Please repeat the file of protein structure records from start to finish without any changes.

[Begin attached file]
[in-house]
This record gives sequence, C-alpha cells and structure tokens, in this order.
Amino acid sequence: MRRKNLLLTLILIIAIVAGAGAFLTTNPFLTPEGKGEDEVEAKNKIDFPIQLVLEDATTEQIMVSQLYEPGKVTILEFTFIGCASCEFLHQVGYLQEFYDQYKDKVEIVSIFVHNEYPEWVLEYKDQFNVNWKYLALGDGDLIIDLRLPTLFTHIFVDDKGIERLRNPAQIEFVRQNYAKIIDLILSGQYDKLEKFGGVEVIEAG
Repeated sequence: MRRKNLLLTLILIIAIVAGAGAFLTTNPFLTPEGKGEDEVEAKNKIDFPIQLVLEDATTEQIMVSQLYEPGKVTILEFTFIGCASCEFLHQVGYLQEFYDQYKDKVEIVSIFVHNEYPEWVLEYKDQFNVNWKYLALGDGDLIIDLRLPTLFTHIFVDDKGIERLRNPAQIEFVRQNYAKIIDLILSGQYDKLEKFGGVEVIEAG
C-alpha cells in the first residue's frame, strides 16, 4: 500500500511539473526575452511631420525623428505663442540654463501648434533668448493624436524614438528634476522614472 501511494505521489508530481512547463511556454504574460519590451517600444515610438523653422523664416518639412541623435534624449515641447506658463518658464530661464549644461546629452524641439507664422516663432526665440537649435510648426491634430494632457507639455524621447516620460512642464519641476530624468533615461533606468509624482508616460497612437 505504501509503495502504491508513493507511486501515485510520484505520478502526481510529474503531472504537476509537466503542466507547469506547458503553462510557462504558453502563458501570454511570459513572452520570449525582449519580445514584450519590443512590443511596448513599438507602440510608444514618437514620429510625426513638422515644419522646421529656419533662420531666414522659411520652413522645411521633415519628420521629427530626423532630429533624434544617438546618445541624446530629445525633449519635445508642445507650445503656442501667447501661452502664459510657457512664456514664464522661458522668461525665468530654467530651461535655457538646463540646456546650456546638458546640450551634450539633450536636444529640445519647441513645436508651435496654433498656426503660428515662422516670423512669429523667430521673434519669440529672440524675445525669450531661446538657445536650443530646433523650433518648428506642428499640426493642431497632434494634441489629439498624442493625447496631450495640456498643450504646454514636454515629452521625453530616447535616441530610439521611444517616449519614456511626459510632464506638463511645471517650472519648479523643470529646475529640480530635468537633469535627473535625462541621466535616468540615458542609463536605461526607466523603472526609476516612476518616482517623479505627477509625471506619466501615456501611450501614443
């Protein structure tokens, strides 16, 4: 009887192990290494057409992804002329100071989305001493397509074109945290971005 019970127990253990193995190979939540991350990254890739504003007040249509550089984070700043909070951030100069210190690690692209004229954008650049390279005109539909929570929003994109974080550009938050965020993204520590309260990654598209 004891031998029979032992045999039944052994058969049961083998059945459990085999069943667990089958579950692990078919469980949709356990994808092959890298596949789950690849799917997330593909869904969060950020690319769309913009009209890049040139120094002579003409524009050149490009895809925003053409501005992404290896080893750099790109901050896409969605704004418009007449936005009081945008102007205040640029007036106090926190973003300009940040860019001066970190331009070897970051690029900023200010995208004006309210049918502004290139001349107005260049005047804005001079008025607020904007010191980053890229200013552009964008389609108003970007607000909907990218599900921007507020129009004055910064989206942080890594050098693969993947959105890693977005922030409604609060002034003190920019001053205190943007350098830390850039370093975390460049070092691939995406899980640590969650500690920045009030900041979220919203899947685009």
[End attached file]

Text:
[in-house]
This record gives sequence, C-alpha cells and structure tokens, in this order.
Amino acid sequence: MRRKNLLLTLILIIAIVAGAGAFLTTNPFLTPEGKGEDEVEAKNKIDFPIQLVLEDATTEQIMVSQLYEPGKVTILEFTFIGCASCEFLHQVGYLQEFYDQYKDKVEIVSIFVHNEYPEWVLEYKDQFNVNWKYLALGDGDLIIDLRLPTLFTHIFVDDKGIERLRNPAQIEFVRQNYAKIIDLILSGQYDKLEKFGGVEVIEAG
Repeated sequence: MRRKNLLLTLILIIAIVAGAGAFLTTNPFLTPEGKGEDEVEAKNKIDFPIQLVLEDATTEQIMVSQLYEPGKVTILEFTFIGCASCEFLHQVGYLQEFYDQYKDKVEIVSIFVHNEYPEWVLEYKDQFNVNWKYLALGDGDLIIDLRLPTLFTHIFVDDKGIERLRNPAQIEFVRQNYAKIIDLILSGQYDKLEKFGGVEVIEAG
C-alpha cells in the first residue's frame, strides 16, 4: 500500500511539473526575452511631420525623428505663442540654463501648434533668448493624436524614438528634476522614472 501511494505521489508530481512547463511556454504574460519590451517600444515610438523653422523664416518639412541623435534624449515641447506658463518658464530661464549644461546629452524641439507664422516663432526665440537649435510648426491634430494632457507639455524621447516620460512642464519641476530624468533615461533606468509624482508616460497612437 505504501509503495502504491508513493507511486501515485510520484505520478502526481510529474503531472504537476509537466503542466507547469506547458503553462510557462504558453502563458501570454511570459513572452520570449525582449519580445514584450519590443512590443511596448513599438507602440510608444514618437514620429510625426513638422515644419522646421529656419533662420531666414522659411520652413522645411521633415519628420521629427530626423532630429533624434544617438546618445541624446530629445525633449519635445508642445507650445503656442501667447501661452502664459510657457512664456514664464522661458522668461525665468530654467530651461535655457538646463540646456546650456546638458546640450551634450539633450536636444529640445519647441513645436508651435496654433498656426503660428515662422516670423512669429523667430521673434519669440529672440524675445525669450531661446538657445536650443530646433523650433518648428506642428499640426493642431497632434494634441489629439498624442493625447496631450495640456498643450504646454514636454515629452521625453530616447535616441530610439521611444517616449519614456511626459510632464506638463511645471517650472519648479523643470529646475529640480530635468537633469535627473535625462541621466535616468540615458542609463536605461526607466523603472526609476516612476518616482517623479505627477509625471506619466501615456501611450501614443
């Protein structure tokens, strides 16, 4: 009887192990290494057409992804002329100071989305001493397509074109945290971005 019970127990253990193995190979939540991350990254890739504003007040249509550089984070700043909070951030100069210190690690692209004229954008650049390279005109539909929570929003994109974080550009938050965020993204520590309260990654598209 004891031998029979032992045999039944052994058969049961083998059945459990085999069943667990089958579950692990078919469980949709356990994808092959890298596949789950690849799917997330593909869904969060950020690319769309913009009209890049040139120094002579003409524009050149490009895809925003053409501005992404290896080893750099790109901050896409969605704004418009007449936005009081945008102007205040640029007036106090926190973003300009940040860019001066970190331009070897970051690029900023200010995208004006309210049918502004290139001349107005260049005047804005001079008025607020904007010191980053890229200013552009964008389609108003970007607000909907990218599900921007507020129009004055910064989206942080890594050098693969993947959105890693977005922030409604609060002034003190920019001053205190943007350098830390850039370093975390460049070092691939995406899980640590969650500690920045009030900041979220919203899947685009």